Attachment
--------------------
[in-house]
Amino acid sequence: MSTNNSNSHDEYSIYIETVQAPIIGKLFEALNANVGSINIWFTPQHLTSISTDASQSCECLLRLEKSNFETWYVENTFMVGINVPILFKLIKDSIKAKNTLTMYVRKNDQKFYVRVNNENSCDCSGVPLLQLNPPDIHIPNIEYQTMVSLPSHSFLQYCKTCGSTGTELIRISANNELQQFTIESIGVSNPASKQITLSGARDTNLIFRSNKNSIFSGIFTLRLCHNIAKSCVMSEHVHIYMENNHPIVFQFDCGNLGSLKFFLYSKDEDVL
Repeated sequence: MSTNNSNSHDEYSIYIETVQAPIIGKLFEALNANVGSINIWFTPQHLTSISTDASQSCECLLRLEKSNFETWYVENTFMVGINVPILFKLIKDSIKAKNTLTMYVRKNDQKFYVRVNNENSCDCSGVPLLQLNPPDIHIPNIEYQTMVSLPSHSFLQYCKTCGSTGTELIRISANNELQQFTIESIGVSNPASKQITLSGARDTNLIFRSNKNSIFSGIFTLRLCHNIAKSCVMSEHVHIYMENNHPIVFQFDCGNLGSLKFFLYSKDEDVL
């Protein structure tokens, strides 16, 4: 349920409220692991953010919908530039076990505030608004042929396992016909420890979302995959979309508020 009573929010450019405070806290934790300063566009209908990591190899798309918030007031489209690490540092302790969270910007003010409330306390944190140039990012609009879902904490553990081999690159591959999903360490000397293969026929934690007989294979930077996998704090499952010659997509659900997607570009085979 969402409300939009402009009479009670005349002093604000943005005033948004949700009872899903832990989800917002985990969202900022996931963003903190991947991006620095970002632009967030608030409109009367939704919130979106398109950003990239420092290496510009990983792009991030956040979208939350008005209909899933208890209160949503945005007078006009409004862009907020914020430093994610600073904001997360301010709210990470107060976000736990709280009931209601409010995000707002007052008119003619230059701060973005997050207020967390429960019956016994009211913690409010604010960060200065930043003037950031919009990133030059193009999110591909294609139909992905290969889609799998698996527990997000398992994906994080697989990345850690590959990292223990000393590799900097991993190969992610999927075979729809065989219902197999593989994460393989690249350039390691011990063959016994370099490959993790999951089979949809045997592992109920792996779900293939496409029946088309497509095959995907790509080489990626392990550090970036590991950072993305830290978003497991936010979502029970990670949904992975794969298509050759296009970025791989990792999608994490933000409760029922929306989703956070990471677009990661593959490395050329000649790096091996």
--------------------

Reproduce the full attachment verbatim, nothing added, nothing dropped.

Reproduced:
[in-house]
Amino acid sequence: MSTNNSNSHDEYSIYIETVQAPIIGKLFEALNANVGSINIWFTPQHLTSISTDASQSCECLLRLEKSNFETWYVENTFMVGINVPILFKLIKDSIKAKNTLTMYVRKNDQKFYVRVNNENSCDCSGVPLLQLNPPDIHIPNIEYQTMVSLPSHSFLQYCKTCGSTGTELIRISANNELQQFTIESIGVSNPASKQITLSGARDTNLIFRSNKNSIFSGIFTLRLCHNIAKSCVMSEHVHIYMENNHPIVFQFDCGNLGSLKFFLYSKDEDVL
Repeated sequence: MSTNNSNSHDEYSIYIETVQAPIIGKLFEALNANVGSINIWFTPQHLTSISTDASQSCECLLRLEKSNFETWYVENTFMVGINVPILFKLIKDSIKAKNTLTMYVRKNDQKFYVRVNNENSCDCSGVPLLQLNPPDIHIPNIEYQTMVSLPSHSFLQYCKTCGSTGTELIRISANNELQQFTIESIGVSNPASKQITLSGARDTNLIFRSNKNSIFSGIFTLRLCHNIAKSCVMSEHVHIYMENNHPIVFQFDCGNLGSLKFFLYSKDEDVL
């Protein structure tokens, strides 16, 4: 349920409220692991953010919908530039076990505030608004042929396992016909420890979302995959979309508020 009573929010450019405070806290934790300063566009209908990591190899798309918030007031489209690490540092302790969270910007003010409330306390944190140039990012609009879902904490553990081999690159591959999903360490000397293969026929934690007989294979930077996998704090499952010659997509659900997607570009085979 969402409300939009402009009479009670005349002093604000943005005033948004949700009872899903832990989800917002985990969202900022996931963003903190991947991006620095970002632009967030608030409109009367939704919130979106398109950003990239420092290496510009990983792009991030956040979208939350008005209909899933208890209160949503945005007078006009409004862009907020914020430093994610600073904001997360301010709210990470107060976000736990709280009931209601409010995000707002007052008119003619230059701060973005997050207020967390429960019956016994009211913690409010604010960060200065930043003037950031919009990133030059193009999110591909294609139909992905290969889609799998698996527990997000398992994906994080697989990345850690590959990292223990000393590799900097991993190969992610999927075979729809065989219902197999593989994460393989690249350039390691011990063959016994370099490959993790999951089979949809045997592992109920792996779900293939496409029946088309497509095959995907790509080489990626392990550090970036590991950072993305830290978003497991936010979502029970990670949904992975794969298509050759296009970025791989990792999608994490933000409760029922929306989703956070990471677009990661593959490395050329000649790096091996």